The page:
Pharaoh, fearing the birth of the predicted “saviour” of the Israelites, decreed that all male Israelite babies must be cast into the Nile. Yocheved, the daughter of Levi, and her husband Amram, already the parents of Miriam and Aaron, divorced because they worried about the safety of additional children. As they were leaders in the community, the rest of the Children of Israel also separated from their spouses.

One person, however, disagreed with Amram’s logic. Miriam, possessing great wisdom for her young age (she was 5 years old), said to her father: “Father, your decree [meaning the act of divorcing Yocheved] is more severe than Pharaoh’s; because Pharaoh decreed only against males whereas you have decreed against both males and females…” (Talmud Sotah 12a). Amram then remarried Yocheved, and all of the other couples remarried as well.

Tradition has it that the date of the remarriage of Amram and Yocheved was the 7th of Elul (today). As a result of their reunion, Moses was born.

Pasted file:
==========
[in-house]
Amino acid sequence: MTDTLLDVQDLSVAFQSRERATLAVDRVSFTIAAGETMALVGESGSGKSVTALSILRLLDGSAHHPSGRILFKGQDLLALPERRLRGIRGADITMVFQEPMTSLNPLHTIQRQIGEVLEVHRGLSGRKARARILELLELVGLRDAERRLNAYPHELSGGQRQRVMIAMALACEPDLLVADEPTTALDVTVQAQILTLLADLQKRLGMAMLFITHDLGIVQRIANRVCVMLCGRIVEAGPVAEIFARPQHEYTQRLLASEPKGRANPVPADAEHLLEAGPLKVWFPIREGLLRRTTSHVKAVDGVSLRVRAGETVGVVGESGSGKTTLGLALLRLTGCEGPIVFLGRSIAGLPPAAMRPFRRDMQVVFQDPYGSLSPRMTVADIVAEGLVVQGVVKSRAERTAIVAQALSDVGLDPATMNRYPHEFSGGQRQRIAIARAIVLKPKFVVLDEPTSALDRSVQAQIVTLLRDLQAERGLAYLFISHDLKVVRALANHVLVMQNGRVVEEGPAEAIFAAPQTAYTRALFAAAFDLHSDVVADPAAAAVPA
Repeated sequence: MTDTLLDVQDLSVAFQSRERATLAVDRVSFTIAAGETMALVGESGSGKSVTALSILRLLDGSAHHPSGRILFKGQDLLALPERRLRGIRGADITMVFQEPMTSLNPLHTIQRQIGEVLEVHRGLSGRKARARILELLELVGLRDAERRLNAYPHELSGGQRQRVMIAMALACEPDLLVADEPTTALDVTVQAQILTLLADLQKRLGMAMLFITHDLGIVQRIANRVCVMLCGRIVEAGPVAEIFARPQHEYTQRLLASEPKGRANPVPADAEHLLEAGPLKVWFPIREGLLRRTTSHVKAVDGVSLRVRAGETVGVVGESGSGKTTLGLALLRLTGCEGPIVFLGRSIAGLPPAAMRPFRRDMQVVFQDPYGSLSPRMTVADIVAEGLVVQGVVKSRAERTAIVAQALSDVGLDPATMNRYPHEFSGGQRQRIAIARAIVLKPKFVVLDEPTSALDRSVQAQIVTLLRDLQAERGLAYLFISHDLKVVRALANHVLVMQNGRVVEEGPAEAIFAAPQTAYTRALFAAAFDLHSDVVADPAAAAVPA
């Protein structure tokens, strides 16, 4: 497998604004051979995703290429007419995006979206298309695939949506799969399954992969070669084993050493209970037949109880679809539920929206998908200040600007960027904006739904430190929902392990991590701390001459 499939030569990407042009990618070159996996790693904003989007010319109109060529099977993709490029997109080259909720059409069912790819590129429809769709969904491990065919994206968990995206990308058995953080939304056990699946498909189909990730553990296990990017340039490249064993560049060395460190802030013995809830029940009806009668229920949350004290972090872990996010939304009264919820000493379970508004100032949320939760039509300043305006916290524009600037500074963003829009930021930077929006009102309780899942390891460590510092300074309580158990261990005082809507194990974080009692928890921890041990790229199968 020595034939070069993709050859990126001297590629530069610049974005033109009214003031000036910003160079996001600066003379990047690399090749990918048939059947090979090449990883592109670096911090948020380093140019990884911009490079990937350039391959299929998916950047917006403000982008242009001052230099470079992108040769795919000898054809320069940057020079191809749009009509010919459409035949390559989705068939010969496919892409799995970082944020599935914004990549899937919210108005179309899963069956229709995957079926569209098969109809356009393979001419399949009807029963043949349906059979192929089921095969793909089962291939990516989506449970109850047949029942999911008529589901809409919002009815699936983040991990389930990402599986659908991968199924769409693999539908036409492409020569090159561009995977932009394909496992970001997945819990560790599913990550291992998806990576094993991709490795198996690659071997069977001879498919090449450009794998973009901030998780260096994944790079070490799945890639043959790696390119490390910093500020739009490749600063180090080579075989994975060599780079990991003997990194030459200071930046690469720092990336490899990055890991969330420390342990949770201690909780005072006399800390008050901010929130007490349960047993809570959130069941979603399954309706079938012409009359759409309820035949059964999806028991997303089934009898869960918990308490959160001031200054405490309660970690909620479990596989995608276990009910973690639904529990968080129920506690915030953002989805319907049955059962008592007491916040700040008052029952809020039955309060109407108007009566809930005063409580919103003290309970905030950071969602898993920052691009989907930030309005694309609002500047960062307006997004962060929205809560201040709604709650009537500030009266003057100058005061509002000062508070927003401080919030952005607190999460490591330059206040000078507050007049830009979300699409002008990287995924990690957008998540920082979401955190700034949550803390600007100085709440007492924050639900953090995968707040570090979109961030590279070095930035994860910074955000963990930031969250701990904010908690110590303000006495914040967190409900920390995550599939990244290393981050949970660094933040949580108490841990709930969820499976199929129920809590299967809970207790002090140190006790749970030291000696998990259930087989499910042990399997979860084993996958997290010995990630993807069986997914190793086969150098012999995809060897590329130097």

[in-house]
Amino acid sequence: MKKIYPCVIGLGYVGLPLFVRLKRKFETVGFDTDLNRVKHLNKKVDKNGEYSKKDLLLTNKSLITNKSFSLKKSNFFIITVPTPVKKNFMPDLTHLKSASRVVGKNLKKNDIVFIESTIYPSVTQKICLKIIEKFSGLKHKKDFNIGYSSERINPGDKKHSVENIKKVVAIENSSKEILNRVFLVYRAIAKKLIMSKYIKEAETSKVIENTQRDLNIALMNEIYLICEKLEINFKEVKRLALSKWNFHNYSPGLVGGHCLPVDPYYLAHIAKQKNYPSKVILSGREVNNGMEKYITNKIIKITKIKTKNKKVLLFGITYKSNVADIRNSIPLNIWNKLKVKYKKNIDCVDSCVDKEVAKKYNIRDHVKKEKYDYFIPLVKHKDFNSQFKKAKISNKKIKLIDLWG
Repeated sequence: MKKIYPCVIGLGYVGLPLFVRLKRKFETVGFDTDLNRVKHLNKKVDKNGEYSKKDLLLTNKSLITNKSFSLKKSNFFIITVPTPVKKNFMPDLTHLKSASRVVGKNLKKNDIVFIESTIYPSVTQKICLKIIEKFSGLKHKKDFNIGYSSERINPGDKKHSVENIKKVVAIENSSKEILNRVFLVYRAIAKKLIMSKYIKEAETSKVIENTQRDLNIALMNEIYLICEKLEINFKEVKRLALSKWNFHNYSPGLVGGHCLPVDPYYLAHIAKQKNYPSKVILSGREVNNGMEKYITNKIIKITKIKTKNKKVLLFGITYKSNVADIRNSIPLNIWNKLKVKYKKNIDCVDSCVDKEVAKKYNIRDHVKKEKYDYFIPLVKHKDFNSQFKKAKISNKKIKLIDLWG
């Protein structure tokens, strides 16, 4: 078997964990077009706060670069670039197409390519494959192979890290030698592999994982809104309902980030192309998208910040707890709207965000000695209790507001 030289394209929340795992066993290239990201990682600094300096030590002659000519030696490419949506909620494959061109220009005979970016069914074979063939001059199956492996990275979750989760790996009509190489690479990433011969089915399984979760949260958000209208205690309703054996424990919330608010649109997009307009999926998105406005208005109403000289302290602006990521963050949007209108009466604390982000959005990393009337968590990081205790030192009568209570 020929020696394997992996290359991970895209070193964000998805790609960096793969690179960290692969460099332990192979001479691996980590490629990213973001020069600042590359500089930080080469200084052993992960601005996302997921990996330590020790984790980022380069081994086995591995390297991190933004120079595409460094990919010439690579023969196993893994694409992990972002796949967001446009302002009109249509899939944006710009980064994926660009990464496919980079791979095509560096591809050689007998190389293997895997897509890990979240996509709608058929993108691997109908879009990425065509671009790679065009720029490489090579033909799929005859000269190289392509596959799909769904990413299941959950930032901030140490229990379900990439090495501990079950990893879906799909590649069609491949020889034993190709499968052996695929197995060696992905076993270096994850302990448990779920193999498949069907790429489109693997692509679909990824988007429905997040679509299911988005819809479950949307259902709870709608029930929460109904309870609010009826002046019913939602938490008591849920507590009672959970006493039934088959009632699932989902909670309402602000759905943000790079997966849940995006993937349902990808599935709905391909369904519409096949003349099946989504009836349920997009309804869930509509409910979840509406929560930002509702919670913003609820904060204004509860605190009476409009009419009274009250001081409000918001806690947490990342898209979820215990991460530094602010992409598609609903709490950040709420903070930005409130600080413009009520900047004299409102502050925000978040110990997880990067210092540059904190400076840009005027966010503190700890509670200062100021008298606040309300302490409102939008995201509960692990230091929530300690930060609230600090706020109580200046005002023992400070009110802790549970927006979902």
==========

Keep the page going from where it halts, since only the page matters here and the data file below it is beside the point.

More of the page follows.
In the usual “quirks” of the Jewish calendar, 7 Elul coincides with the weekly Torah reading of Ki Teitzei, in which the question of remarriage is addressed–only the question here is a much more complicated relationship: A man marries a woman but he finds in her something “unseemly” (immoral habits, according to the great commentator Rashi), so he divorces her. After she leaves her first husband’s house, the woman remarries and this second marriage also ends in a divorce (or in his death). The first husband may not, according to Torah law, remarry his previous wife after her marriage to another man.

The Torah prohibts such remarriages, knowing that whatever troubles this couple had in the past will always haunt their renewed relationship, as will the memories-good or bad-of the second marriage.